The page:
Frankly, I never heard of the guy until this CD appears in my mailbox but if you like fiery late Romantic Russian music that stirs the soul this one  will get your mojo working . 

American Breath
Composer: Larry Thomas Bell, Russell Peterson David Maslanka
Performer: Russell Peterson
Barking Dog Records

Saxophonist Russell Peterson plays David Maslanka's Sonata for Alto Saxophone and Piano, Larry Thomas Bell's Mahler in Blue Light and his own Concerto for alto Saxophone and Percussion Orchestra.  Distinctly American music, masterfully played and recorded.  Highly recommended.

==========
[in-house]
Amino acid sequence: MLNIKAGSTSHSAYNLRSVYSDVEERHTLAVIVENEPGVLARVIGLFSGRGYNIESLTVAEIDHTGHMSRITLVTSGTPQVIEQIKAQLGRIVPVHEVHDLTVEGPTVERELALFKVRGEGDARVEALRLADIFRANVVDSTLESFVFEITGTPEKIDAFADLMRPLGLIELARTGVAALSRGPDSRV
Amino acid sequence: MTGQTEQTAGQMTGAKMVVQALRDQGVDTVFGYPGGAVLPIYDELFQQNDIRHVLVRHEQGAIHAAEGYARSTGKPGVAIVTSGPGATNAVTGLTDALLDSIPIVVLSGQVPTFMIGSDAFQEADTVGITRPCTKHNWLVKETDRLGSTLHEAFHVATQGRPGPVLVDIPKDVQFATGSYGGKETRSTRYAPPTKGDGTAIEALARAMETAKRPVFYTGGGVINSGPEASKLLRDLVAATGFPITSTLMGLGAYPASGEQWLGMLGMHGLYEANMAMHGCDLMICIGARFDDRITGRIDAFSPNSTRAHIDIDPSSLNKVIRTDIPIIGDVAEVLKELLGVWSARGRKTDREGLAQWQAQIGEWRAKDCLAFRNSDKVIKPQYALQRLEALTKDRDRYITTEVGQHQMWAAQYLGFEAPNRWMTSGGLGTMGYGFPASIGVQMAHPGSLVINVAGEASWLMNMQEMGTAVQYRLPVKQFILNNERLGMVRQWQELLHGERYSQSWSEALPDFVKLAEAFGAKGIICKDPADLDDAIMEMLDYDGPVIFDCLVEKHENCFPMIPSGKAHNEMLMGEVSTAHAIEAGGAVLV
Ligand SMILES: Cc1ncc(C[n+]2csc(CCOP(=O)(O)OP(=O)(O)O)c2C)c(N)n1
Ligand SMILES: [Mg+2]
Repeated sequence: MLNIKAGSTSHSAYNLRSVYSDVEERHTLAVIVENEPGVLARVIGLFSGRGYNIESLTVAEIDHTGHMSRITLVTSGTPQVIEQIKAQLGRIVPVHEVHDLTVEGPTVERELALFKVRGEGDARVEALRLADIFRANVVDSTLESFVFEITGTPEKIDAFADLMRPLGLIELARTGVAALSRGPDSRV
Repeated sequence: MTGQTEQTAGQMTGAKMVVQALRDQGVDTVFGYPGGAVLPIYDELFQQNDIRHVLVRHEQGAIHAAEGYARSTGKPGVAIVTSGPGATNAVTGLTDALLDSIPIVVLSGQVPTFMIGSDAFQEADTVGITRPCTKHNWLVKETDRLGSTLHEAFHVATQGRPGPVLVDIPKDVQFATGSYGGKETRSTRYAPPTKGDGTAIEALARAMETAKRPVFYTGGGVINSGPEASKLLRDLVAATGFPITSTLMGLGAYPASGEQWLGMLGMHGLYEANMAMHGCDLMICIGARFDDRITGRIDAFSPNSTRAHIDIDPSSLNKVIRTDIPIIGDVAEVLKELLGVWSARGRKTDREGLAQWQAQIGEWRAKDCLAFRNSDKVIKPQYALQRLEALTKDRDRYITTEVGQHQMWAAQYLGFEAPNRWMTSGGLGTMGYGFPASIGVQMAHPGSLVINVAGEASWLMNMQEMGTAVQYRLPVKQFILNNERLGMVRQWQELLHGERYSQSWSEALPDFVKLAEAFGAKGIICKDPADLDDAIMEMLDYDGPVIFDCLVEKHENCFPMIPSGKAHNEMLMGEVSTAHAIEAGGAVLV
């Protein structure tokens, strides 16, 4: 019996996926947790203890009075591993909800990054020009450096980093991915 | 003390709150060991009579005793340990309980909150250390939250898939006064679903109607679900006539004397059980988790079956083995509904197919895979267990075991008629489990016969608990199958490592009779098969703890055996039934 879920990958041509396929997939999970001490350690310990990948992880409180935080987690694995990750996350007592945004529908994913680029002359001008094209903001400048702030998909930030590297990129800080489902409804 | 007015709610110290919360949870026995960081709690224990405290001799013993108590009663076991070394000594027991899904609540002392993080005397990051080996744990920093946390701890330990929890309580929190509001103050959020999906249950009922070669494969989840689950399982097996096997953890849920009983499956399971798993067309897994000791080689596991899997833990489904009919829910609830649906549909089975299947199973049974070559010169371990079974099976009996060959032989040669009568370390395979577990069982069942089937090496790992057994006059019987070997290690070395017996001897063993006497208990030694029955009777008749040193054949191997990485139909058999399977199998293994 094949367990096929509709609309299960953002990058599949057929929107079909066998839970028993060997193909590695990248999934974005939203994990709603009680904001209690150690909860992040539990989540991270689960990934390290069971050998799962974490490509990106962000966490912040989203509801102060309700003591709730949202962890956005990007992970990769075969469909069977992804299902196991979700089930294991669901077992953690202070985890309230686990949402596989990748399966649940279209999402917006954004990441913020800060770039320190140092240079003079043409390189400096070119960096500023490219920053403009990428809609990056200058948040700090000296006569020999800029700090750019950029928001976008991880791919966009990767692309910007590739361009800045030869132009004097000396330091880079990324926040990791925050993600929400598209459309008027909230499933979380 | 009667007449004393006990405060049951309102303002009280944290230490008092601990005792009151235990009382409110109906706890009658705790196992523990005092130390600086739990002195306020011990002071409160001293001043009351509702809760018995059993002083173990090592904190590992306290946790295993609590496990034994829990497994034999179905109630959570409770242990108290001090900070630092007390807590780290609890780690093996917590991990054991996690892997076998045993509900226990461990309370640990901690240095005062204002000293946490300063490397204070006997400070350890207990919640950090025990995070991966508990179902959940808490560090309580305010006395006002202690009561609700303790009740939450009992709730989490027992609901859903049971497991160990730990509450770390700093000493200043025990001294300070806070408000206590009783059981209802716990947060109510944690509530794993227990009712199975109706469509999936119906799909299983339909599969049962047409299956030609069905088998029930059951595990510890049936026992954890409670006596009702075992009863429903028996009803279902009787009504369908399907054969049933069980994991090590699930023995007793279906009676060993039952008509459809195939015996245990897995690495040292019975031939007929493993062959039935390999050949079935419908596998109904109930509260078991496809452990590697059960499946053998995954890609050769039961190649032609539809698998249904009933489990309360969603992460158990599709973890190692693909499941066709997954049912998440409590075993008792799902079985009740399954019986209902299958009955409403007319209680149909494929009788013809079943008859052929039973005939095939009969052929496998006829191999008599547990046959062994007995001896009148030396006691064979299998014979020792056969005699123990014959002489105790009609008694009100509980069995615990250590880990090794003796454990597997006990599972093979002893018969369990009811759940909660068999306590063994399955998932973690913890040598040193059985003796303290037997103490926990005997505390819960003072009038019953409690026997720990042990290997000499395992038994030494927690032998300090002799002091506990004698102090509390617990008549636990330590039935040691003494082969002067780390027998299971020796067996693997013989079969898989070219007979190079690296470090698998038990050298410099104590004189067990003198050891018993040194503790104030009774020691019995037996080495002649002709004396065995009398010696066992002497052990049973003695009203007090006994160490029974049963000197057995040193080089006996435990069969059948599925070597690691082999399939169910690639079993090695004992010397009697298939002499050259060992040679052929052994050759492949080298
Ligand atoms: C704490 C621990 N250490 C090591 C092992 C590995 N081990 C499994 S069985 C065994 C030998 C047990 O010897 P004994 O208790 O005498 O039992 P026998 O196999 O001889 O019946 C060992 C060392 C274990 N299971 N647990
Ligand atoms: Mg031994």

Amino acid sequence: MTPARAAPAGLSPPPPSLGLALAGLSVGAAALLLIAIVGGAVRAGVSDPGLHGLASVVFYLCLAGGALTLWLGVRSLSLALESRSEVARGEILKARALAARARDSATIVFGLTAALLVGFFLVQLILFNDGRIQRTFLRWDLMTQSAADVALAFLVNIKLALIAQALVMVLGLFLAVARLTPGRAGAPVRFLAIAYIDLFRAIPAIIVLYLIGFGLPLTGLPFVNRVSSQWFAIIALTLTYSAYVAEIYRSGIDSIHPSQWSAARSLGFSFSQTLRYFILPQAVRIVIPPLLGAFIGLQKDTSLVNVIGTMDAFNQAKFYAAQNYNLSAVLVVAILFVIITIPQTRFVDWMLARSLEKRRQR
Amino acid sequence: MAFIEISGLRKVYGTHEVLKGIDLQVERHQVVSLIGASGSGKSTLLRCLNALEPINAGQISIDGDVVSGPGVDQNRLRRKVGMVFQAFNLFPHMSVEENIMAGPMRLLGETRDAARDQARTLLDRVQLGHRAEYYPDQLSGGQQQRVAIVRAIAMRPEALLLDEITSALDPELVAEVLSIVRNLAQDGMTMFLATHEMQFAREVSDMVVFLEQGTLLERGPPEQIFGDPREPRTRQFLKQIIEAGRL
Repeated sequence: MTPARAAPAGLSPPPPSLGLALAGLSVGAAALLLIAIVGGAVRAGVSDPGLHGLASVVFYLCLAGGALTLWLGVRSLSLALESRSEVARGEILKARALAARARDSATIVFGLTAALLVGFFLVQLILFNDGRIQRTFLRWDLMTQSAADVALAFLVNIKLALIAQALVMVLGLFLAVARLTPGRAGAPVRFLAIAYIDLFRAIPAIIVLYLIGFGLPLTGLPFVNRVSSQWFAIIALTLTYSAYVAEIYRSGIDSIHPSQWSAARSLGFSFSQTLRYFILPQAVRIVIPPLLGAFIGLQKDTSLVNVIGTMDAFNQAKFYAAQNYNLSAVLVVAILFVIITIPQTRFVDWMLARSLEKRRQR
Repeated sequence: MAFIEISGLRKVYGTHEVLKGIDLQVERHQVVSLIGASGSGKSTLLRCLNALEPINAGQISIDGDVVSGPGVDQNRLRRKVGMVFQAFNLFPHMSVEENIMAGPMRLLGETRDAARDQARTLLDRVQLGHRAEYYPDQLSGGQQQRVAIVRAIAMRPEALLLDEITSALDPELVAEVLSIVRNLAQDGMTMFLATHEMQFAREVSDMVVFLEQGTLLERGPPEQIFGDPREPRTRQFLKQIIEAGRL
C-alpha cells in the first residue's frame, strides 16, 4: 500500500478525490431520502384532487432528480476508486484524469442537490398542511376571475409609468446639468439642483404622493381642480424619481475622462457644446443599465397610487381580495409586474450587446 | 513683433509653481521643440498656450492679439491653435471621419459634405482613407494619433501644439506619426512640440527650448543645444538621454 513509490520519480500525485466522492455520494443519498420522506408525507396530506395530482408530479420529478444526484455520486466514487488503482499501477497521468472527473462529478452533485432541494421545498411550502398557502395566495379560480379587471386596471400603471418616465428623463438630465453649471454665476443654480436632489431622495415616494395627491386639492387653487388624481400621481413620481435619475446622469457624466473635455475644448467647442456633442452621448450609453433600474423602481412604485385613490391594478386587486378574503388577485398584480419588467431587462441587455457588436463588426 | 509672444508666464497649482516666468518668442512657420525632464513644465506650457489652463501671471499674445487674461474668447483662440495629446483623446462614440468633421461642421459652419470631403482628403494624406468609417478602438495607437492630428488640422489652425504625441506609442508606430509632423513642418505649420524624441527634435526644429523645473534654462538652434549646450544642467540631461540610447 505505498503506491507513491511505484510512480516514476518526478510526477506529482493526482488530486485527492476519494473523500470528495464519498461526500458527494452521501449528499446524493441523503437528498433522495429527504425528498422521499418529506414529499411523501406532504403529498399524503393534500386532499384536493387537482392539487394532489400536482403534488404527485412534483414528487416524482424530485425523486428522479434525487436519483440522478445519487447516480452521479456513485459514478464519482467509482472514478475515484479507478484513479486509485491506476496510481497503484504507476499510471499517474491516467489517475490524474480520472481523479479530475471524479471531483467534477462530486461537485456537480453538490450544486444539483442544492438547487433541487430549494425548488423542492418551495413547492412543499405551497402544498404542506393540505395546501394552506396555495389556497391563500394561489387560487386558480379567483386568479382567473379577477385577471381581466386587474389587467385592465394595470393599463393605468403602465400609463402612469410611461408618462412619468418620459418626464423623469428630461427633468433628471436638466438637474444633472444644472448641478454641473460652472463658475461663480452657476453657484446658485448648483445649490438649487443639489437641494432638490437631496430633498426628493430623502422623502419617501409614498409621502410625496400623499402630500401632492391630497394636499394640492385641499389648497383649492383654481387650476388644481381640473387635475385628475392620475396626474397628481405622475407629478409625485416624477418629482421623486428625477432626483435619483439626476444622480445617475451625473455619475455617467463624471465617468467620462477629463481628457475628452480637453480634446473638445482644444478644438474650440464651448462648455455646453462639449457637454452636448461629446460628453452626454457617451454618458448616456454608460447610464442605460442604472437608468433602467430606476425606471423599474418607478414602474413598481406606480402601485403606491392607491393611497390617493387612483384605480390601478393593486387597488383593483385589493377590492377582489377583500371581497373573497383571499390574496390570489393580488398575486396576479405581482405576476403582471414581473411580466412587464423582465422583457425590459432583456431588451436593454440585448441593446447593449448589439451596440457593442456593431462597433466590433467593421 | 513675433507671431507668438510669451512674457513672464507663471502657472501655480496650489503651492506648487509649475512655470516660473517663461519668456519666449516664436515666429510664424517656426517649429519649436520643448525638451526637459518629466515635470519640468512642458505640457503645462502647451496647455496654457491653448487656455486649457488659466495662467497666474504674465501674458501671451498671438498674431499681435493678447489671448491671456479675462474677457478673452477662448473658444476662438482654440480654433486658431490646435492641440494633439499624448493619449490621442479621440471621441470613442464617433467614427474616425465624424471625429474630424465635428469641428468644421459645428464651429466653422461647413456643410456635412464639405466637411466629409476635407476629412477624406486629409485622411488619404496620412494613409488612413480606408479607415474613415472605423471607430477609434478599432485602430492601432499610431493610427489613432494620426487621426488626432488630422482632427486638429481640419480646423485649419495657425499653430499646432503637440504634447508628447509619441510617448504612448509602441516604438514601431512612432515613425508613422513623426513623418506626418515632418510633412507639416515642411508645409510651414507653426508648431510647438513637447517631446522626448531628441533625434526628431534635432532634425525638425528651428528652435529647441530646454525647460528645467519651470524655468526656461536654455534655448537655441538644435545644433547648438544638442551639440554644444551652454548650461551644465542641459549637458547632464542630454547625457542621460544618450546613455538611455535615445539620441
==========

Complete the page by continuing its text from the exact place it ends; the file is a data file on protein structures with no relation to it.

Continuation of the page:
SEQUENZA21/is published weekly by Sequenza21/, 340 W. 57th Street, 12B, New York, NY 10019
Publisher:  Duane Harper Grant  (212) 582-4153
Editors:    Jerry & Suzanne Bowles   (212) 582-3791
Contributing Editor: Deborah Kravetz 
(C) Sequenza/21 LLC 2000